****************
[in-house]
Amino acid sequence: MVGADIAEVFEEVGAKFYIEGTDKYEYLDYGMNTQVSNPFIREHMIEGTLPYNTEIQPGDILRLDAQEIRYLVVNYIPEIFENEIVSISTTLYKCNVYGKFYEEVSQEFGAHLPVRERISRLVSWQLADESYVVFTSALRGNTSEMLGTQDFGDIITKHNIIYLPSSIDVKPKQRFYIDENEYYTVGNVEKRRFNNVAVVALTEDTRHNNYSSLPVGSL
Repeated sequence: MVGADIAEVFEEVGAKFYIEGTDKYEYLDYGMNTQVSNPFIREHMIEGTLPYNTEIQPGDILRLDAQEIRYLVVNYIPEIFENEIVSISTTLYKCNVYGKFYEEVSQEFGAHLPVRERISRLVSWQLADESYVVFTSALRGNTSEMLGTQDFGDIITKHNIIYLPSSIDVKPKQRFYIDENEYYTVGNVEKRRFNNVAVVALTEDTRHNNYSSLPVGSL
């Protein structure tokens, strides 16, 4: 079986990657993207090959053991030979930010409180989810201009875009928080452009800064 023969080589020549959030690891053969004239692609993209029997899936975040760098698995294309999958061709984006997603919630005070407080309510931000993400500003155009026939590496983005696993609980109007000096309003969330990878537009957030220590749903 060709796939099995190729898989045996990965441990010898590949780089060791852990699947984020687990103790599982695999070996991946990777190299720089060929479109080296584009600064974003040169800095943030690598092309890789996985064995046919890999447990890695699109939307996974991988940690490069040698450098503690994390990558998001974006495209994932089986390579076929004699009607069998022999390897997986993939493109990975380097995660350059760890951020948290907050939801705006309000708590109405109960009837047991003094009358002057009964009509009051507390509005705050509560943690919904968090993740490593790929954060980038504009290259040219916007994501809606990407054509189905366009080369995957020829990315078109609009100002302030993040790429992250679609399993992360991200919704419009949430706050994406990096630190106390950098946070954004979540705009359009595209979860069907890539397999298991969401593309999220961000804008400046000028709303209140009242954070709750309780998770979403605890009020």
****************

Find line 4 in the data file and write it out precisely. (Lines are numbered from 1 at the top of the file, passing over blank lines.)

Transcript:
């Protein structure tokens, strides 16, 4: 079986990657993207090959053991030979930010409180989810201009875009928080452009800064 023969080589020549959030690891053969004239692609993209029997899936975040760098698995294309999958061709984006997603919630005070407080309510931000993400500003155009026939590496983005696993609980109007000096309003969330990878537009957030220590749903 060709796939099995190729898989045996990965441990010898590949780089060791852990699947984020687990103790599982695999070996991946990777190299720089060929479109080296584009600064974003040169800095943030690598092309890789996985064995046919890999447990890695699109939307996974991988940690490069040698450098503690994390990558998001974006495209994932089986390579076929004699009607069998022999390897997986993939493109990975380097995660350059760890951020948290907050939801705006309000708590109405109960009837047991003094009358002057009964009509009051507390509005705050509560943690919904968090993740490593790929954060980038504009290259040219916007994501809606990407054509189905366009080369995957020829990315078109609009100002302030993040790429992250679609399993992360991200919704419009949430706050994406990096630190106390950098946070954004979540705009359009595209979860069907890539397999298991969401593309999220961000804008400046000028709303209140009242954070709750309780998770979403605890009020």